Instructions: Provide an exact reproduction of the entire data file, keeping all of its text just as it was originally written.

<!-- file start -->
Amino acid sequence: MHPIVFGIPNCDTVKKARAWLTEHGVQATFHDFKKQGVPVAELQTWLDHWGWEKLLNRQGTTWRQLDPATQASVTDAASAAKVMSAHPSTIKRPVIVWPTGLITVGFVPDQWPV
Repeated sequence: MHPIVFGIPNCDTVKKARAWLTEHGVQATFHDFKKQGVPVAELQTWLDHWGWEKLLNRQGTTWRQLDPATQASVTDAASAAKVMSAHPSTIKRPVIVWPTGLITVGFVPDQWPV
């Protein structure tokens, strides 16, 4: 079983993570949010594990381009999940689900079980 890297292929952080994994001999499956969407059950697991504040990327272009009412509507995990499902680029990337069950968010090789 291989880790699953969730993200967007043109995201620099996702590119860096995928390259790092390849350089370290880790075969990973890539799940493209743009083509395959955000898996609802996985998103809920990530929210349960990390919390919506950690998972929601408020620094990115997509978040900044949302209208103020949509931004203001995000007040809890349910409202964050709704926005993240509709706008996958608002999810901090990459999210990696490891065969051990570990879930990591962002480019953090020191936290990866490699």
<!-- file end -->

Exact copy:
Amino acid sequence: MHPIVFGIPNCDTVKKARAWLTEHGVQATFHDFKKQGVPVAELQTWLDHWGWEKLLNRQGTTWRQLDPATQASVTDAASAAKVMSAHPSTIKRPVIVWPTGLITVGFVPDQWPV
Repeated sequence: MHPIVFGIPNCDTVKKARAWLTEHGVQATFHDFKKQGVPVAELQTWLDHWGWEKLLNRQGTTWRQLDPATQASVTDAASAAKVMSAHPSTIKRPVIVWPTGLITVGFVPDQWPV
């Protein structure tokens, strides 16, 4: 079983993570949010594990381009999940689900079980 890297292929952080994994001999499956969407059950697991504040990327272009009412509507995990499902680029990337069950968010090789 291989880790699953969730993200967007043109995201620099996702590119860096995928390259790092390849350089370290880790075969990973890539799940493209743009083509395959955000898996609802996985998103809920990530929210349960990390919390919506950690998972929601408020620094990115997509978040900044949302209208103020949509931004203001995000007040809890349910409202964050709704926005993240509709706008996958608002999810901090990459999210990696490891065969051990570990879930990591962002480019953090020191936290990866490699």